Circa ‘21’s “Elf” is a cute, fun holiday concoction, and was eaten up and greeted with smiles like Christmas cookies the night I saw it. With a fun live take on the blockbuster holiday film, a fantastic cast, wonderful sets and costumes and a terrific star giving it the perfect tone of goofiness and levity, it’s excellent holiday fare.

There are flaws to the show, to be sure, but “Elf” is like winter’s first snowflake – you greet it with a smile, it reminds you of Christmas cheer, and you don’t want to put too much thought into it or it’ll ruin the moment. Sure, there are some major plot holes that make no sense, especially if you know anything about the publishing industry. Sure, the music is perfunctory and utilitarian and doesn’t really stand out or have a breakout tune you’ll be humming to the lobby. But honestly, I didn’t really care. I had fun. The people around me had fun. You’ll have fun seeing this show, and I recommend checking it out.

For those who haven’t seen the film (featuring a classic performance by Will Ferrell), it involves an overly large “elf” named Buddy, who finds out that he’s actually a human. Santa tells him where to find his long-lost father, in New York, and he goes off to meet the Dad he’s never met, and who doesn’t know about him. (It turns out that his mother never told the father, and she passed away shortly after the birth, leading to Buddy being adopted by Santa.) Once in New York, Buddy sets about trying to establish a relationship with his father and get his ultimate gift for Christmas – the family he’s never had.

In the meantime, he spreads holiday cheer throughout his interactions with the cynical city folk, finds a love interest, and circles about a “Scrooge”-style story arc with his father. It’s a feel-good show with all the right notes of sentiment, a warm message, and its heart is in the right place. It’s what you want in a holiday show.

But that would merely make it pretty good. A lot of my recommendation has to do with the cast, which does a phenomenal job with the material.

Everything hinges upon finding the right actor to play the part of Buddy. The wrong Buddy and, with this show, you’re boned. It’s not gonna play if he can’t play the right mixture of naïve and charming. It’s a much more difficult part that you’d think, because if you play it too arch it comes off as phony or cloying, and if you play it down too much, the energy of the show suffers. All the more reason to give kudos to Stephen James Potter, who is fantastic in the part. He’s wide-eyed and innocent, goofy and warm, smiley and shiny and plays Buddy perfectly. He’s not anywhere near as winkingly over-the-top as Ferrell, he’s more sincere, and it works very well.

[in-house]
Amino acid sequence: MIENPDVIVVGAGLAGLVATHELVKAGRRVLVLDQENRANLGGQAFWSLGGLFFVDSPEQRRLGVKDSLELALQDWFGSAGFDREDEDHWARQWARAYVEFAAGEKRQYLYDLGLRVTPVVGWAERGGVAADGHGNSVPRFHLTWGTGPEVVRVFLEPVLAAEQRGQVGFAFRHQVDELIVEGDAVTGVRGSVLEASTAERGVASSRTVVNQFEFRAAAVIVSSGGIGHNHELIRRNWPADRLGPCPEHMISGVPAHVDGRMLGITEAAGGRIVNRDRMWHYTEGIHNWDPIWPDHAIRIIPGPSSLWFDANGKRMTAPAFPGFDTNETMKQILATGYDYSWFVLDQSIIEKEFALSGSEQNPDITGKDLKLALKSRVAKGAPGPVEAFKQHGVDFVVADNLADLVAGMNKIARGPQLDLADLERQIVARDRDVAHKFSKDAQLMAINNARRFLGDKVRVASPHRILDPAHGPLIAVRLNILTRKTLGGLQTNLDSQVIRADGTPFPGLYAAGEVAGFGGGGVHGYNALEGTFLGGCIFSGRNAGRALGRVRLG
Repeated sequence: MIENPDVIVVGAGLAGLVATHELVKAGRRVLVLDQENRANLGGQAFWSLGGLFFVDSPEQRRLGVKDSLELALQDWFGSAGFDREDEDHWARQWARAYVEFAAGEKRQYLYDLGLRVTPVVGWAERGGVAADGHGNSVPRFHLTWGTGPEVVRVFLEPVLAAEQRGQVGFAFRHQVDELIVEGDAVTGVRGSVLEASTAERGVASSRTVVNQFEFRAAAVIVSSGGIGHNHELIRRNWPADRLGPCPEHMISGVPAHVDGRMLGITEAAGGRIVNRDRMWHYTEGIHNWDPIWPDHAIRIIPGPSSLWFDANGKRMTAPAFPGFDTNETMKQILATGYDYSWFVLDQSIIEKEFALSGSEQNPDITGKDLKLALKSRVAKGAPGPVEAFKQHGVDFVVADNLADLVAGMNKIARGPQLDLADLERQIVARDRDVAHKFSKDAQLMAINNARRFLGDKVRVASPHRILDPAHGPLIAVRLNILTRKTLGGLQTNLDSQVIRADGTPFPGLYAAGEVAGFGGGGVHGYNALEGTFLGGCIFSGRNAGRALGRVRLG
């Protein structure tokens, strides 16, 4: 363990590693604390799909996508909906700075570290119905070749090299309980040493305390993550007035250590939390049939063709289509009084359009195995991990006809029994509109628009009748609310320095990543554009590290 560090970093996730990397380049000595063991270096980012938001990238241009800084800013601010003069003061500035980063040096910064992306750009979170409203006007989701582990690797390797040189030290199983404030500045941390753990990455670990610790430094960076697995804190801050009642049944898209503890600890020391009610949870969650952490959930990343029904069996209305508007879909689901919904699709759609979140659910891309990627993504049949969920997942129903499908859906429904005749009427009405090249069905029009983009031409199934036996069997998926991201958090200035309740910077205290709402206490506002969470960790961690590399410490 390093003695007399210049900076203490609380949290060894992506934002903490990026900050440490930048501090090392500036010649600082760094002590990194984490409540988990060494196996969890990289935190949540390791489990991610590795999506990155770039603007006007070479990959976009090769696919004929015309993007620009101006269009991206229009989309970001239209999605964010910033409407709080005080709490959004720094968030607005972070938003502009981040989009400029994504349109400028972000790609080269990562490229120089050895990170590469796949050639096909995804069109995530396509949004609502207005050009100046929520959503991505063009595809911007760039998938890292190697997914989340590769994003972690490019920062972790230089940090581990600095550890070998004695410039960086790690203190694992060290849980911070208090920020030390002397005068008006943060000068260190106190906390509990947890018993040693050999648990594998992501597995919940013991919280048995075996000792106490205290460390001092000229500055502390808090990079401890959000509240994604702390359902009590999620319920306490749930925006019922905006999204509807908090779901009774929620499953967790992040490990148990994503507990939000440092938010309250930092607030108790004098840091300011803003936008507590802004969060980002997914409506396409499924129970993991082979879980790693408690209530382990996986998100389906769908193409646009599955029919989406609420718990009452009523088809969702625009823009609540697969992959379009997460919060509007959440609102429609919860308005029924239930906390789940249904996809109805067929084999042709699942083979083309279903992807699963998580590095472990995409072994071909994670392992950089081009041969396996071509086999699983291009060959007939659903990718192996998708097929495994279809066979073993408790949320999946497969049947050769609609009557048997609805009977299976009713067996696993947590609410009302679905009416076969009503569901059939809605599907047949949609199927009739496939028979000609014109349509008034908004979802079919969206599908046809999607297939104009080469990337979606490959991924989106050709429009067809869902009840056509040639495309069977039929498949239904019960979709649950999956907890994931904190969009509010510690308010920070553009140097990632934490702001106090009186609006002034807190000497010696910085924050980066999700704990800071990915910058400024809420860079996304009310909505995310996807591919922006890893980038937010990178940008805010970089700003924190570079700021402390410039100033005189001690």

As his plot antithesis, the Scrooge to Buddy’s Tiny Tim, Circa veteran Tom Walljasper likewise is perfect. Walljasper is one of the finest actors around, and it’s always a treat to see him hit such nuanced and smart notes to elevate parts far thinner than his talent. Walter is your standard workaholic grouch Scrooge but Walljasper gives him more depth with his performance, making his transformation more touching, and his relationship with Buddy a wider and richer arc.

The secondary actors each shine as well. Brooke Myers takes a tack-on love interest part as Jovie and gives it a really heartfelt bittersweet nature. Erin Churchill and Julian Anderson, as Walter’s wife and son, likewise take perfunctory roles as disappointed family and give them a nice depth. Janos Horvath is always a pleasure to see on stage, one of my favorite local actors, and as Santa, he’s a joy. And Tristan Tapscott, playing various roles, is also always a lot of fun, and his arch ad-libs and little comedic details are hilarious.

Jeremy Littlejohn likewise deserves credit for directing this talented crew and bringing just the right touch to the material, and costume designer Greg Hiatt and scenic designer Erica Zaffarano are also deserving of praise for their work in building this world.

When you go to a holiday show, you want to have fun. You want to get a warm message of the holidays at their best. You want to get colorful costumes, sets and characters, and some laughs and some love and to just get a warm respite from the winter and hustle and bustle. “Elf” gives you all of that and more. It’s a sweet little show and one for the stocking.

 

Through Dec. 29

Circa ’21 Dinner Playhouse, 1828 3rd Ave., Rock Island

www.circa21.com

(309) 786-7733, ext. 2

Sean Leary is an author, director, artist, musician, producer and entrepreneur who has been writing professionally since debuting at age 11 in the pages of the Comics Buyers Guide. An honors graduate of the University of Southern California masters program, he has written over 50 books including the best-sellers The Arimathean, Every Number is Lucky to Someone and We Are All Characters.